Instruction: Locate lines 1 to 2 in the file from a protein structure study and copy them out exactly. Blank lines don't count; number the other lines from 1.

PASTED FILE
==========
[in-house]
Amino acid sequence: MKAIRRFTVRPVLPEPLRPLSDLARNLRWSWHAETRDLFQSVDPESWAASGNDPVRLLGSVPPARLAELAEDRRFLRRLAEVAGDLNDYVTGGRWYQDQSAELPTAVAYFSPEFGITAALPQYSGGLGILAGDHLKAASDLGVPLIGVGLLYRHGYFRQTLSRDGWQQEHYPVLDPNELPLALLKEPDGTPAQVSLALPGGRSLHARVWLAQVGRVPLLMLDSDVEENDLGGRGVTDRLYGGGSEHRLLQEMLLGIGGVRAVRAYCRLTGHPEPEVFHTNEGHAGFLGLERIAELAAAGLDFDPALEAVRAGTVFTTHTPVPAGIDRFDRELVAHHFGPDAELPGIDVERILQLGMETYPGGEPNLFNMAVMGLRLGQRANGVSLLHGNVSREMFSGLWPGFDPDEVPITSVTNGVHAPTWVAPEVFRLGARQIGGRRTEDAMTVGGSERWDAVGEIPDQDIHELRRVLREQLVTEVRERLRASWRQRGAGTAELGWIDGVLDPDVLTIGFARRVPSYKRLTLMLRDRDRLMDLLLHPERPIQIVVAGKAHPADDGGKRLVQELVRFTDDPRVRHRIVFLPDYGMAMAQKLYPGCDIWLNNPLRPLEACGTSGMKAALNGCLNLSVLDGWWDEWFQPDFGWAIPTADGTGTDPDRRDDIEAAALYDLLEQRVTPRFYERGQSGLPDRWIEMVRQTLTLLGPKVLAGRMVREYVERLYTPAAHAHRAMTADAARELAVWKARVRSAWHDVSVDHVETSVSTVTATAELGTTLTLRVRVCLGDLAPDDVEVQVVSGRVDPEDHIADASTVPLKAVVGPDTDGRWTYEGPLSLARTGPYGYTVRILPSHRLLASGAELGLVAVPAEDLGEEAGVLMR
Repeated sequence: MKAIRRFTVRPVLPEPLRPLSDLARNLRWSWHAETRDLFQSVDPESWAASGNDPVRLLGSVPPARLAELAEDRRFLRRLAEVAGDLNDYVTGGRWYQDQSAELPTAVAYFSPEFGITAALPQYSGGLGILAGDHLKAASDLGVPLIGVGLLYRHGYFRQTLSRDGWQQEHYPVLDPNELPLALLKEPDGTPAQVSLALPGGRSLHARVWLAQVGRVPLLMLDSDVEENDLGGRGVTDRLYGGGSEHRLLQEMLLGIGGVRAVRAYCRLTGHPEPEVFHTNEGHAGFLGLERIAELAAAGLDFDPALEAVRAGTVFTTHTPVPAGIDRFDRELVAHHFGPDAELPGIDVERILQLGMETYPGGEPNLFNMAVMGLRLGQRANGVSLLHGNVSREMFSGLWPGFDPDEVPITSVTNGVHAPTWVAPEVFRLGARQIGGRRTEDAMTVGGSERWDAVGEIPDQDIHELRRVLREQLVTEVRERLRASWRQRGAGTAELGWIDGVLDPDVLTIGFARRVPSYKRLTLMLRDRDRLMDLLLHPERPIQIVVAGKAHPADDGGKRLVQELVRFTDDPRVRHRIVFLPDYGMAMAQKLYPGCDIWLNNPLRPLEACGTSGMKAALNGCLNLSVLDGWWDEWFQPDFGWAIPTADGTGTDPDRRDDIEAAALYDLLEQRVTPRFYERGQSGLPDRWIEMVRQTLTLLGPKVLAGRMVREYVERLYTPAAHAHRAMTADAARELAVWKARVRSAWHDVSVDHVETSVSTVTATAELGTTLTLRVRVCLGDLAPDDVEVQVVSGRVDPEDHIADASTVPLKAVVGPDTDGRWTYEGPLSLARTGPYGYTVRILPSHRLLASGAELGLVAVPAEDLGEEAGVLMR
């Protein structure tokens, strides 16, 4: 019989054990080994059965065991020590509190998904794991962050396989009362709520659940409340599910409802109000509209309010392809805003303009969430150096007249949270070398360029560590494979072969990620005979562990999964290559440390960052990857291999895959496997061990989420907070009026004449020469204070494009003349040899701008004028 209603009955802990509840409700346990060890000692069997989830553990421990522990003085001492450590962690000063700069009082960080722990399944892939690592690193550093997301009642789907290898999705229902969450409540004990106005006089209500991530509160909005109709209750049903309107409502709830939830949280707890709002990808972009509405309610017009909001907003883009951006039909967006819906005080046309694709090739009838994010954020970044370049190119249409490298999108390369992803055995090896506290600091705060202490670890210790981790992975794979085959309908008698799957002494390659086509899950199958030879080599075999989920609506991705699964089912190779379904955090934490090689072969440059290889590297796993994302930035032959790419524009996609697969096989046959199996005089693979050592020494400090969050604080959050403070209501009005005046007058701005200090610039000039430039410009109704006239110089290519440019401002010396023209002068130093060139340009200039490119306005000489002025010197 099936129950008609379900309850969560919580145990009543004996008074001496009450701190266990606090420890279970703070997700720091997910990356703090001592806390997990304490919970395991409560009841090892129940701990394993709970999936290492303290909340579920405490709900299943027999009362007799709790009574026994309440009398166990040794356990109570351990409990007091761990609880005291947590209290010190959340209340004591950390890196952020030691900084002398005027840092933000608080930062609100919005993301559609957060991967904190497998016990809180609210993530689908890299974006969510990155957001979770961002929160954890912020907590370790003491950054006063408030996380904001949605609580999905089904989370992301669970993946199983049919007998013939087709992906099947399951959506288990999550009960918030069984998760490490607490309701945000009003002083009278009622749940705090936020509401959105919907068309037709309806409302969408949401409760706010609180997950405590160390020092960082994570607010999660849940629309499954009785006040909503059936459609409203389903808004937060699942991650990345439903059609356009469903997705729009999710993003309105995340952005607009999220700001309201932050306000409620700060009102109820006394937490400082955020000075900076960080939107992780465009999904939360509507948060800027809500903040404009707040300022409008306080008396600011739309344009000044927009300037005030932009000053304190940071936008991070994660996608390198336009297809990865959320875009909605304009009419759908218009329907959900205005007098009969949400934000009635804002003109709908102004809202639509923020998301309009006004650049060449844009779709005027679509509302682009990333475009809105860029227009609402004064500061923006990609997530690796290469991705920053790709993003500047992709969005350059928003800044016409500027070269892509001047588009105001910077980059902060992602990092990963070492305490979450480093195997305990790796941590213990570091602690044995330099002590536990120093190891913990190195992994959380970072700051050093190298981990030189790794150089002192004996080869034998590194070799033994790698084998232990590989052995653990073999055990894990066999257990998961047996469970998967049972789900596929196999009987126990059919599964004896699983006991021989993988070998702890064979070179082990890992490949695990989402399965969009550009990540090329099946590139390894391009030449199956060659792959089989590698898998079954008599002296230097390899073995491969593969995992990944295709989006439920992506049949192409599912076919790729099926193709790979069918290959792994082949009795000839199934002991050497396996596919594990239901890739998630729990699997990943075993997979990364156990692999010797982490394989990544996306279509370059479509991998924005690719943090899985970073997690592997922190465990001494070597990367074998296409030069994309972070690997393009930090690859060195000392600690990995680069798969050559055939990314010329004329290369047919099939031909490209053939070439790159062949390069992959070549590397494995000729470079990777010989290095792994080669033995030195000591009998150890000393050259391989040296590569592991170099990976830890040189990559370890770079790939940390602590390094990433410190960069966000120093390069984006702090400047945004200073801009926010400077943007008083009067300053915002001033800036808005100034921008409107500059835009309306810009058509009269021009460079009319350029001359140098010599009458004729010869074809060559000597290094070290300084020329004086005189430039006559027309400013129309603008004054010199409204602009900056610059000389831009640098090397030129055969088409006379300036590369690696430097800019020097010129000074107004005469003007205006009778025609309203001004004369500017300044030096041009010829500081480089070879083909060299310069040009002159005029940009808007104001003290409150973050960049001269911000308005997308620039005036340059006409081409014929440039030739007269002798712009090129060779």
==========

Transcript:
[in-house]
Amino acid sequence: MKAIRRFTVRPVLPEPLRPLSDLARNLRWSWHAETRDLFQSVDPESWAASGNDPVRLLGSVPPARLAELAEDRRFLRRLAEVAGDLNDYVTGGRWYQDQSAELPTAVAYFSPEFGITAALPQYSGGLGILAGDHLKAASDLGVPLIGVGLLYRHGYFRQTLSRDGWQQEHYPVLDPNELPLALLKEPDGTPAQVSLALPGGRSLHARVWLAQVGRVPLLMLDSDVEENDLGGRGVTDRLYGGGSEHRLLQEMLLGIGGVRAVRAYCRLTGHPEPEVFHTNEGHAGFLGLERIAELAAAGLDFDPALEAVRAGTVFTTHTPVPAGIDRFDRELVAHHFGPDAELPGIDVERILQLGMETYPGGEPNLFNMAVMGLRLGQRANGVSLLHGNVSREMFSGLWPGFDPDEVPITSVTNGVHAPTWVAPEVFRLGARQIGGRRTEDAMTVGGSERWDAVGEIPDQDIHELRRVLREQLVTEVRERLRASWRQRGAGTAELGWIDGVLDPDVLTIGFARRVPSYKRLTLMLRDRDRLMDLLLHPERPIQIVVAGKAHPADDGGKRLVQELVRFTDDPRVRHRIVFLPDYGMAMAQKLYPGCDIWLNNPLRPLEACGTSGMKAALNGCLNLSVLDGWWDEWFQPDFGWAIPTADGTGTDPDRRDDIEAAALYDLLEQRVTPRFYERGQSGLPDRWIEMVRQTLTLLGPKVLAGRMVREYVERLYTPAAHAHRAMTADAARELAVWKARVRSAWHDVSVDHVETSVSTVTATAELGTTLTLRVRVCLGDLAPDDVEVQVVSGRVDPEDHIADASTVPLKAVVGPDTDGRWTYEGPLSLARTGPYGYTVRILPSHRLLASGAELGLVAVPAEDLGEEAGVLMR